Media Mix, Jan. 20, 2013

Masami Kuwata

Masami Kuwata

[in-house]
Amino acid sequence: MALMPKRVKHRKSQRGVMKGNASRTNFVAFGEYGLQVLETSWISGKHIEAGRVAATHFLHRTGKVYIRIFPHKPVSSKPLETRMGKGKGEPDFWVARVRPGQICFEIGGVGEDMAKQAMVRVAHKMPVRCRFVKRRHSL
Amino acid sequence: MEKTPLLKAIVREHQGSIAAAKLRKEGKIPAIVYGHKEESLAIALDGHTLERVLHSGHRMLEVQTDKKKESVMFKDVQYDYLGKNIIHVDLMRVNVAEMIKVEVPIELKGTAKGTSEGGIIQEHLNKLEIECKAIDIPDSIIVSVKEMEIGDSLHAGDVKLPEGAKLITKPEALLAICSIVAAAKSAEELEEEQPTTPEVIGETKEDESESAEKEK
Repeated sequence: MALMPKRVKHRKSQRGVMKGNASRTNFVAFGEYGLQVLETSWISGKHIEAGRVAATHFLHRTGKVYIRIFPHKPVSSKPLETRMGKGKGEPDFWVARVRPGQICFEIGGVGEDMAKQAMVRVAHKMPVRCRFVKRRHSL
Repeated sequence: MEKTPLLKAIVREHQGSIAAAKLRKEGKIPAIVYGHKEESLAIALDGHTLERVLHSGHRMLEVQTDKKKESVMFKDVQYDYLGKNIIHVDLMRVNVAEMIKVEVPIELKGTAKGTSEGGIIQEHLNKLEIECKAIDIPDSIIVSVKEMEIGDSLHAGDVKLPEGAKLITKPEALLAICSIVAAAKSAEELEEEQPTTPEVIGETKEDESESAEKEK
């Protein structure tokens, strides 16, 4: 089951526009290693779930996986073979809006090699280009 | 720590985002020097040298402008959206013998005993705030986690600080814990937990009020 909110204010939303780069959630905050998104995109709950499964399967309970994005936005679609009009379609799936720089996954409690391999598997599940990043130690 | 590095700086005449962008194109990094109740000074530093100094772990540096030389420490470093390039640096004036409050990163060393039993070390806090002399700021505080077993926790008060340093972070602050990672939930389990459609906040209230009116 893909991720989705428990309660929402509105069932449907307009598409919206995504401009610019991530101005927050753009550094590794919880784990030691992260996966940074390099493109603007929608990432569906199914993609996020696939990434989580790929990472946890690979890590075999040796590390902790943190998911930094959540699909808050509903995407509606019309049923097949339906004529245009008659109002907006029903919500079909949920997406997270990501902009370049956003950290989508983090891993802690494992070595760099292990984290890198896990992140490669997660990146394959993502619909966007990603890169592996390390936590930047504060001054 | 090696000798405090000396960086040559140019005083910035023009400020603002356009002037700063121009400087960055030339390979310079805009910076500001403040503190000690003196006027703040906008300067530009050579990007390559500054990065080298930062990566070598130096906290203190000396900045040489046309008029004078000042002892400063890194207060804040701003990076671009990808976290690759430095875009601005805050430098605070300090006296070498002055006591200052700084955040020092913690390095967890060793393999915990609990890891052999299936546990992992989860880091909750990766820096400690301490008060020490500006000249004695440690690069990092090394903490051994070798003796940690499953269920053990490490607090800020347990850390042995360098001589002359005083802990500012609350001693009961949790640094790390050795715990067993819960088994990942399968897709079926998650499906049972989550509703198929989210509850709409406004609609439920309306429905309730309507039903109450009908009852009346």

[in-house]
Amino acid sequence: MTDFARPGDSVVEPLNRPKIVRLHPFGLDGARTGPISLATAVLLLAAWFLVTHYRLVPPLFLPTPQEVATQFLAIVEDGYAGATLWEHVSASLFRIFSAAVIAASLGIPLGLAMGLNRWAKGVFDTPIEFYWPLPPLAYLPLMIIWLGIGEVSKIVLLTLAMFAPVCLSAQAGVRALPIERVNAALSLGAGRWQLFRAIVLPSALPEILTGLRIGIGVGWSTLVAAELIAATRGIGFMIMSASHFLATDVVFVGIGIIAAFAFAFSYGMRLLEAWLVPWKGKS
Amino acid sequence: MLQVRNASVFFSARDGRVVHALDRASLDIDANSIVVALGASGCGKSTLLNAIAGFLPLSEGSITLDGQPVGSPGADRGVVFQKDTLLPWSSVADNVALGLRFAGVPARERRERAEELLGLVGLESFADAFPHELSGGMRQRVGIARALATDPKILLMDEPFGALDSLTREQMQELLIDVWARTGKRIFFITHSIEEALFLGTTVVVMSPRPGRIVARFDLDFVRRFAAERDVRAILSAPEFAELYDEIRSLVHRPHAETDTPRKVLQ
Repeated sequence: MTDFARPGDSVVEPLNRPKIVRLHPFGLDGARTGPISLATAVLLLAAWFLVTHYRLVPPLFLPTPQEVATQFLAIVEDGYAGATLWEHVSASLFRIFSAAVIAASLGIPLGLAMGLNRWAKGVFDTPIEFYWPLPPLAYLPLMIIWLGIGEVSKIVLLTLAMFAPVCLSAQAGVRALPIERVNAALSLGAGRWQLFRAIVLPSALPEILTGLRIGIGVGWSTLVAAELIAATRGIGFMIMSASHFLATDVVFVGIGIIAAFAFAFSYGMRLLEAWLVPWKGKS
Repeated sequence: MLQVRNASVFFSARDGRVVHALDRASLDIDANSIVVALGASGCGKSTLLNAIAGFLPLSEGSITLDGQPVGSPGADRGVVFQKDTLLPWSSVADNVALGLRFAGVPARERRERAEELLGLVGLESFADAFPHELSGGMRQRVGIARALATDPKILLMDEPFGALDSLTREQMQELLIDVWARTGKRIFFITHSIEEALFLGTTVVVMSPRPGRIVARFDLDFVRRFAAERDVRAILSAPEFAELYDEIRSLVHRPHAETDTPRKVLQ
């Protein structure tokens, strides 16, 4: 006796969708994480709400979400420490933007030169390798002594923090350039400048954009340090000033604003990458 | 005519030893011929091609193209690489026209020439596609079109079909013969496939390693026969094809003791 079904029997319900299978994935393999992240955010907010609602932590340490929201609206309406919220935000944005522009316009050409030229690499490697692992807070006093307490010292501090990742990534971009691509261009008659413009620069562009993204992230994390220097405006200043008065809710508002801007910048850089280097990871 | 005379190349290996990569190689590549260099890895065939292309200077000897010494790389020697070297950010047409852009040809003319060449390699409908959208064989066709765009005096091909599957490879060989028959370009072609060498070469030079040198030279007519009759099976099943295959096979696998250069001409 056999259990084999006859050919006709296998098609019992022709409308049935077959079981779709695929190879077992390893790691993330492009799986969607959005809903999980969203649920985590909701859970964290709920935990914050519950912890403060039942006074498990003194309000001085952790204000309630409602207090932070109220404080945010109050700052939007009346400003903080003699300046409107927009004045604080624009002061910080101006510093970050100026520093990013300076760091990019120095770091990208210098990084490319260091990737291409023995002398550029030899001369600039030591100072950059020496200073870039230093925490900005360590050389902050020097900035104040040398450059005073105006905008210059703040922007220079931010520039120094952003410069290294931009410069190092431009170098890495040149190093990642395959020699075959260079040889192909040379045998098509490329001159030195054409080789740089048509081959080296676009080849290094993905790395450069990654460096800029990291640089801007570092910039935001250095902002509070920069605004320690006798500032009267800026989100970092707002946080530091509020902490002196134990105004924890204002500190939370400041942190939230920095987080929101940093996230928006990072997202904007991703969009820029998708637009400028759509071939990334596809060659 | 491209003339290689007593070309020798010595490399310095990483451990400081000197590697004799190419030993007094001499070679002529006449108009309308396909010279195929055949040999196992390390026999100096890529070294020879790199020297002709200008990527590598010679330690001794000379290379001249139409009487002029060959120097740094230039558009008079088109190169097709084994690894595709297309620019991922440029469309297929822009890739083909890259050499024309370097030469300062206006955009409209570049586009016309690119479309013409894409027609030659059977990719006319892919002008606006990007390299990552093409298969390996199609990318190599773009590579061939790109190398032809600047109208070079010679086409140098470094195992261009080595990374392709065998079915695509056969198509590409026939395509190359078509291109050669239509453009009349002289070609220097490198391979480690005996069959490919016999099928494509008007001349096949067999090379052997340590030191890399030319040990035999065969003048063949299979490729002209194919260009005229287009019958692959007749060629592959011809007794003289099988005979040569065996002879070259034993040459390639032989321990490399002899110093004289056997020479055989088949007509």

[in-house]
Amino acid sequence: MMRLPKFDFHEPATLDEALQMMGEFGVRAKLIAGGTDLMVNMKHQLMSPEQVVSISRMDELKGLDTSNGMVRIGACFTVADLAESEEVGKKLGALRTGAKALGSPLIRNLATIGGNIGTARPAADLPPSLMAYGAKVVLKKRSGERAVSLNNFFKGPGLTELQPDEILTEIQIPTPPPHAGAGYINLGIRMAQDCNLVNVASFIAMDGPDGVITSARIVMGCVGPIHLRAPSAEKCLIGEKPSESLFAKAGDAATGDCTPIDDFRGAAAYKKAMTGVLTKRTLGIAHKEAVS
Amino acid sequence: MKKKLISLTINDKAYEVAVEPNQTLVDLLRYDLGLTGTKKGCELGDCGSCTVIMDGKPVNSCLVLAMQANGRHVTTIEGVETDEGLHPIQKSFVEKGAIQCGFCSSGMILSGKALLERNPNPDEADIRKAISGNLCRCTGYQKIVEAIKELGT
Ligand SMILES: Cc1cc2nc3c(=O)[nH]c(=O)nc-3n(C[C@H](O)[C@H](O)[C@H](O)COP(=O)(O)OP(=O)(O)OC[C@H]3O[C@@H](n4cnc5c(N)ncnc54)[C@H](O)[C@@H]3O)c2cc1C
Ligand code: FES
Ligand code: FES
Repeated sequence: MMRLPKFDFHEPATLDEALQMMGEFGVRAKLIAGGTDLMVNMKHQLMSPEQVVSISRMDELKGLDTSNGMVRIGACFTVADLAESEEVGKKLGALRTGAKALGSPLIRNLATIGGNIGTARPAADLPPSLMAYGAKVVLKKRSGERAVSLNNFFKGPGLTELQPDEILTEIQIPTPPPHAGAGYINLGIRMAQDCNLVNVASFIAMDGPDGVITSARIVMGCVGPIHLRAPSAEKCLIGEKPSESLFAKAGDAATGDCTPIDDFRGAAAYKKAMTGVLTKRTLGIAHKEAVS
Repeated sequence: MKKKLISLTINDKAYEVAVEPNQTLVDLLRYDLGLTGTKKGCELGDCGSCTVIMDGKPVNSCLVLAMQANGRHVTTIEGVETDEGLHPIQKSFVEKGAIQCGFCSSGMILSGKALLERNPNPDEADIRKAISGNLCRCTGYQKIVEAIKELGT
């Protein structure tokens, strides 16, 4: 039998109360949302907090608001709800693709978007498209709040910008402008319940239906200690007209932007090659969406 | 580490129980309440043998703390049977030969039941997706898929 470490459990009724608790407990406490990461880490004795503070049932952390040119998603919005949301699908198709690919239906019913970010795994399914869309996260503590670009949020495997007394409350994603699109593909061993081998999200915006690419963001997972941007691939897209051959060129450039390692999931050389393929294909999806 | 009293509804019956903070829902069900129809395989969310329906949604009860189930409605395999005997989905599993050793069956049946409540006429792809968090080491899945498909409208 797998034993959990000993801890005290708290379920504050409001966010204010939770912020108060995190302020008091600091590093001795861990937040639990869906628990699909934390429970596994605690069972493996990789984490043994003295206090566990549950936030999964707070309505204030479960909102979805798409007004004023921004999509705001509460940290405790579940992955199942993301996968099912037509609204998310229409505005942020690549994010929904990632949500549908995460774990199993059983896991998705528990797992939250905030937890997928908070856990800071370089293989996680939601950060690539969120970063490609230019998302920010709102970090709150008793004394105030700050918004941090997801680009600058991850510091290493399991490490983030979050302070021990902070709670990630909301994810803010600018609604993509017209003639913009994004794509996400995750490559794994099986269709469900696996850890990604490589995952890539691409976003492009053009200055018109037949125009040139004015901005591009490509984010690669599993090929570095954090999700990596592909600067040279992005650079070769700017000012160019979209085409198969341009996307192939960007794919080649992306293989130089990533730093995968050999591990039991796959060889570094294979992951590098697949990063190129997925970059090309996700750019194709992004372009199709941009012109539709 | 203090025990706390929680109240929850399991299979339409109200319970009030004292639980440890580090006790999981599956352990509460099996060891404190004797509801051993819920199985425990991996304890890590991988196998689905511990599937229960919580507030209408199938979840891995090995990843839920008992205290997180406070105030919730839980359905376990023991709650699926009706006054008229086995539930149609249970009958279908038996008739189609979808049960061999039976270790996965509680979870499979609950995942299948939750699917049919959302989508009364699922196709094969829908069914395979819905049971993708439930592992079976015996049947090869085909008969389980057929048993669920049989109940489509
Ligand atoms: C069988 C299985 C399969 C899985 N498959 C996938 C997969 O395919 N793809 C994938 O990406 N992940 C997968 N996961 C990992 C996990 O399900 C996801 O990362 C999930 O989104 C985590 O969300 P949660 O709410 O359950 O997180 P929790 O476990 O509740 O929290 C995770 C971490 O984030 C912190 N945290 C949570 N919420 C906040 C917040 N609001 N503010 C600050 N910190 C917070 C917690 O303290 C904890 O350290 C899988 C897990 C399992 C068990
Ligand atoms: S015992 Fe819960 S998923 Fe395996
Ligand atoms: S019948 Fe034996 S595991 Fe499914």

Here’s this week’s Media Mix, which is about the taibatsu (corporal punishment) controversy surrounding the suicide of a high school basketball player in Osaka. So far the main witness to come out against taibatsu in the major media has been former Yomiuri Giants pitcher Masami Kuwata, who recalls having been beaten on an almost daily basis when he was in elementary school and says that taibatsu does not make young athletes stronger. It’s a fairly straightforward appraisal of the matter and one that carries weight since Kuwata made his name as a high school athlete. In fact, he is arguably more famous as a high school pitcher than he is as a professional. Nevertheless, Kuwata has always rubbed the established sports press the wrong way, mainly because of his attitude, which many veteran sports journalists find high-minded. He has always been seen as an elitist, with his vocal anti-smoking stance and graduate degree in sports psychology from Waseda University. At least one weekly magazine reported that there was a backlash against Kuwata’s anti-taibatsu media campaign, though usually a weekly that reports such a reaction is itself part of the backlash. Does that also mean the media as a whole thinks taibatsu is a good thing? It’s difficult to say. My impression is that the way the details have been presented indicate that most reporters believe the coach, who remains nameless, went overboard in his mission to produce a winning team, but that taibatsu is not as evil as people like Kuwata say it is. In the weeks since the suicide, the story has become more complicated, with reports of an off-campus apartment where players could stay when they practiced too late. Apparently, some of the players who used this apartment, which the school itself didn’t know about initially, misbehaved and the beating the dead student received was administered, at least in part, as punishment for the misdemeanor, since he was the captain and thus responsible for his teammates. Given the code surrounding sports clubs and the attendant use of taibatsu, the beating is pretty much in line with what students who join such a club can expect. Even some parents have, anonymously, told reporters that they assume taibatsu would be part of their children’s athletic development. The fact that the captain was driven beyond that point and committed suicide implies that the coach went too far, and it’s easy to assume that the coach was the type of man who couldn’t control his temper. (Reportedly, he is remorseful, but it seems to be remorse over his failure to assess the situation properly) According to the code, he was free to beat his charges for whatever reason he thought appropriate, and he just got carried away. This is the subtextual narrative I inferred from what I read and heard, and it may be stretching the point, but the gist is that had the coach been more moderate in his use of corporal punishment, the boy wouldn’t have killed himself. This is a correlative to the opinion of Hiroshi Totsuka, whom I cited in the column. Totsuka thinks the problem is kids today: they aren’t properly conditioned to understand that taibatsu is good for them. The media’s opinion seems to be that the coach didn’t acknowledge that there are limits to taibatsu, but that doesn’t mean the media thinks taibatsu itself is a bad thing. Several media described the coach as a “god” in the realm of amateur sports, an image that is all the more mysterious and powerful because of his anonymity. Of course, his career would be over if his name were revealed, and the media’s restraint seems to say: Why waste such an effective educator because of one miscalculation?

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